A few years ago, Lucía González Schuett embarked on a “personal rollercoaster journey,” as she puts it in a TEDxHHL Talk. And it all started when she looked at something that most of us have: a junk drawer.
She was disturbed by what she found — most of the things there were broken, incomplete or imperfect, but she had felt compelled to hold onto them. She questioned every item, asking questions like: “Do I really need this? Does it add value? Is it worth the space that it takes up or the care it requires?”
And she made a radical decision: She vowed to go for a year without buying anything except for food.
Around the same time, she was going through a professional transition. She’d made a career in fast fashion, where her salary was partly based on commission — the more she could get people to spend, the more she earned. One of her responsibilities was to rotate the store’s contents so the merchandise would appear new to shoppers and they’d discover something they overlooked on a previous trip.
In 2018, González Schuett left the industry to go to business school and she chose to make it her no-buying year (which she discusses in a TEDxHECParis talk). Her experiences caused her to rethink consumption — on a personal and a societal level — and become aware of the invasive, ongoing pressures to acquire new stuff.
“The app I use to measure my performance when I go jogging is trying to tell me when it’s time for me to throw away the sneakers I’m wearing and buy a new pair,” says González Schuett, who is currently based in London. “The pillow I sleep on I recently found out has an expiration date.” She adds, “We collectively need to pause for a moment and wonder: Are we losing — or at least outsourcing — our very basic common sense to decide our needs by ourselves when it comes to consumption?”
It’s not realistic or feasible for most people to swear off shopping as she once did, and González Schuett gets that. She says, “It is possible for us to rethink our day-to-day behavior towards consumption, exercise the ability to appreciate things again, and eliminate that link between easy access and taking things for granted.”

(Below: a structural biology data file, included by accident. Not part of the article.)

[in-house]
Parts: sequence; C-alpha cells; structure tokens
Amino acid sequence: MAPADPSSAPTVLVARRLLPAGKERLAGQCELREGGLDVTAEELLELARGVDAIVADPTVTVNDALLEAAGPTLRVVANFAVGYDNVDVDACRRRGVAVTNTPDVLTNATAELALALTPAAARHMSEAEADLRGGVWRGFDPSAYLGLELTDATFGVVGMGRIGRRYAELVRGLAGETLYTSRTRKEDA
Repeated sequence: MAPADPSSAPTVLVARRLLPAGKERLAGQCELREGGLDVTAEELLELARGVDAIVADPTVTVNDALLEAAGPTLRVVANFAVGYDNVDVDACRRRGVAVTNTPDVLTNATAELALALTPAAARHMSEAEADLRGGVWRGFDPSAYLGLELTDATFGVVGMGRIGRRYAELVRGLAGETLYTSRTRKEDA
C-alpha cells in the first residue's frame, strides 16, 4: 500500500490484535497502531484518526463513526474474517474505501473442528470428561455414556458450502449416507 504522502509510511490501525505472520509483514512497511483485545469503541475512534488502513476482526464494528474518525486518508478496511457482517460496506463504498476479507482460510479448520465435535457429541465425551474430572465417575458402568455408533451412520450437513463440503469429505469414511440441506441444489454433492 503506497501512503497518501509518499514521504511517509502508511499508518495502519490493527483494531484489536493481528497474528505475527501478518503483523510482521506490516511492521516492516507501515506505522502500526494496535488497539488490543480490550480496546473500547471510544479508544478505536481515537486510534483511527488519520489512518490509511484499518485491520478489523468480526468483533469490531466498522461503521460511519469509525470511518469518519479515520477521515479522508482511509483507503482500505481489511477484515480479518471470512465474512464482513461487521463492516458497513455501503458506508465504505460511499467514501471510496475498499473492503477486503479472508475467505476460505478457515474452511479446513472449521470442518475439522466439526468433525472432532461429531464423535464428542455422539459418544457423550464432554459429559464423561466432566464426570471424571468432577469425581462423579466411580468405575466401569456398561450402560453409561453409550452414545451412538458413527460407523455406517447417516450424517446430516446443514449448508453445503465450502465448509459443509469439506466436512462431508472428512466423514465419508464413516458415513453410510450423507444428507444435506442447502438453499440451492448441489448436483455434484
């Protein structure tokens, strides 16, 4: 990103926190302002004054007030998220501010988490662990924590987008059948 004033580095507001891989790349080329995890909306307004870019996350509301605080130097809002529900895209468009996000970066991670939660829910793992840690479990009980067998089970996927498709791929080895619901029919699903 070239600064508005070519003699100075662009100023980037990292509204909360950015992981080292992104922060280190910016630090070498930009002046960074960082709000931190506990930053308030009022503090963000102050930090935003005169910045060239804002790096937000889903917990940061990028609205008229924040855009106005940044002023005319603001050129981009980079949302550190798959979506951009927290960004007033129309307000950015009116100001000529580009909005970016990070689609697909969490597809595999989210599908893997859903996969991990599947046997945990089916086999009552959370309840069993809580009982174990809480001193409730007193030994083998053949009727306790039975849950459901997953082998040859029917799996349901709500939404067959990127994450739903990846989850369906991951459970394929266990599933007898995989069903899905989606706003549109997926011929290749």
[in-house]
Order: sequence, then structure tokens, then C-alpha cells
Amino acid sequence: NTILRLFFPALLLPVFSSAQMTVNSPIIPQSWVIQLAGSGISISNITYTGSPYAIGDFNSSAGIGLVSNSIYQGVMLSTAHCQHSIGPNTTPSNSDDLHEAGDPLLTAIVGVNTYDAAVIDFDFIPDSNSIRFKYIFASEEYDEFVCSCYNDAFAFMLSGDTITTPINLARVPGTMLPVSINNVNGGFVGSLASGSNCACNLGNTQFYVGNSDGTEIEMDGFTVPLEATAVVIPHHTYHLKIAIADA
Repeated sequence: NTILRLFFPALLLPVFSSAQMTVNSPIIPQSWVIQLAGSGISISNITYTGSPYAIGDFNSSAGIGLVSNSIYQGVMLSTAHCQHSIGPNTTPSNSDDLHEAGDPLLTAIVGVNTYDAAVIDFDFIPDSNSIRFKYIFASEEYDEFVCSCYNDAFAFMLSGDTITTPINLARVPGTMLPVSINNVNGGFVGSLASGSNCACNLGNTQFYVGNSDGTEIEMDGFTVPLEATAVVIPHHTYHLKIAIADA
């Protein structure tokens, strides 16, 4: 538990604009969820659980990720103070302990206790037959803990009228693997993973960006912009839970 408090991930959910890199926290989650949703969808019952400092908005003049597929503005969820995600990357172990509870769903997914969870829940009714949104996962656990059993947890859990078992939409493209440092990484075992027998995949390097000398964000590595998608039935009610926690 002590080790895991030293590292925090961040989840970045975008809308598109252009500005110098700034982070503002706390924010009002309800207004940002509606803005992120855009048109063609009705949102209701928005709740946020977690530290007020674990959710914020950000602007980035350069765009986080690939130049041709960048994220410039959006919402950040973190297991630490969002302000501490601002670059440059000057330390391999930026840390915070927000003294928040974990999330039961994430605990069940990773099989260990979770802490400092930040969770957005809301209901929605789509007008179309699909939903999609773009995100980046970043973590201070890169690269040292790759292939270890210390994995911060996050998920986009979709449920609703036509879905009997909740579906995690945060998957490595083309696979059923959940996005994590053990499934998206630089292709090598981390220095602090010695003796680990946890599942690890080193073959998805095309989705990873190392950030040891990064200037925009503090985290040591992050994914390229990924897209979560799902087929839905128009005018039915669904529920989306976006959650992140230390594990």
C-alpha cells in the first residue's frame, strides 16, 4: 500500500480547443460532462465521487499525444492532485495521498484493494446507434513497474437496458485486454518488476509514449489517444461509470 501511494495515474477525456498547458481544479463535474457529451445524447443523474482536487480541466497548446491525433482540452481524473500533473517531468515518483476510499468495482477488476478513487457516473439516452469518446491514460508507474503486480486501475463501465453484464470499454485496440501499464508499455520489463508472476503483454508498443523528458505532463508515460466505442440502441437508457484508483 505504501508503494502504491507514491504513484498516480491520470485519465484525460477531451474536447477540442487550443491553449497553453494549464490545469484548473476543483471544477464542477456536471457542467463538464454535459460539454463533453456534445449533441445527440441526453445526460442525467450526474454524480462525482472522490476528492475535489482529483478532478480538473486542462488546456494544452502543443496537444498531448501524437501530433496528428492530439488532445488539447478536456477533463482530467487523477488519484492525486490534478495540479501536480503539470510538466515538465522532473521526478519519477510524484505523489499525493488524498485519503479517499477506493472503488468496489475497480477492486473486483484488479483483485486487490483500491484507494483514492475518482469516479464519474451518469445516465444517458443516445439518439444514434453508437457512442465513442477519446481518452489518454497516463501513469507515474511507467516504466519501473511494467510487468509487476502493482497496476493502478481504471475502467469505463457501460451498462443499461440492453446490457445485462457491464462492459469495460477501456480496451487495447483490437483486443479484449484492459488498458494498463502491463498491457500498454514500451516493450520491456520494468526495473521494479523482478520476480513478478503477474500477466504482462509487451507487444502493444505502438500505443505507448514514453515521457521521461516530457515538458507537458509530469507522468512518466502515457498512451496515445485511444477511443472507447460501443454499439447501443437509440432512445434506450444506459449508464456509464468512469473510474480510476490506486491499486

She urges people to engage in what she calls a “scary yet extremely insightful exercise”: “getting over the want and becoming honest about the need.” In other words, she invites us to take an honest look at the things we want and we need and question whether we actually do.
There are many good reasons to regain control of your consumption. González Schuett suggests, “Maybe it’s for the environment, for the sustainability of future generations, for your personal finances, or for the sake of your peace of mind.”
To help you take back control, González Schuett shares these tips:
Let yourself run out of something before you re-buy or re-order. “Spend some time without it; in other words, try to miss it,” says González Schuett. “Because there’s so much to be learned from missing things. Plus, you’ll exponentially increase your short-term happiness once you get it again.”
Keep an item in your online shopping cart for a few days — or weeks — before buying it. You’ll reduce your chance of regretting an impulsive purchase when you find something better later, or realize you don’t actually need it at all.
Instead of immediately replacing something that’s broken, try fixing it first. It’s not always cheaper to buy something new, and you can support a local business or repair cafe by visiting them. You can also teach yourself some new skills. In her no-buying year, González Schuett learned to sew on replacement buttons, and she even watched a YouTube video to figure out how to repair her washing machine.
When you do buy, consider second-hand. By purchasing something that’s pre-owned, you’ll keep from adding to the sum total of things in circulation — since the thing you’ll buy is already out in the world — and you’ll also save money. When it comes to furniture, she points out that for people who live in cities, “we’re all moving around so frequently that second-hand items are more often than not hardly ever been used.”
Choose quality over quantity, especially when it comes to fashion. Try to pick things that are made to last, and when you are done, consider selling, donating or swapping them, instead of throwing them away.
Share what you have, and find others who will. Rather than buying a tool or gadget for a one-off project, “knock on your neighbor’s door when you need a screwdriver,” recommends González Schuett. And while you’re there, let them know what you have to lend, whether it’s a bike pump, snow blower or sewing machine. These relationships can benefit both of you. She says, “What a burden for both of you to each own both things and how enriching to go back to knowing your neighbors.”
Shift your mindset about stuff. As González Schuett puts it, “Consider yourself a custodian of things, rather than an owner.” When you think about it, you’ll realize that there are ways to enjoy things without owing them — take the library, for example.
She adds, “Ultimately, we know it isn’t the junk in our drawers that is going to make us happy but having the resources, the space and the time to dedicate to the things that truly matter.”
Watch her TEDxHHL talk:
ABOUT THE AUTHOR
Lucía González Schuett is head of retail projects at the Vestiare Collective, a global marketplace for pre-owned luxury and designer fashion.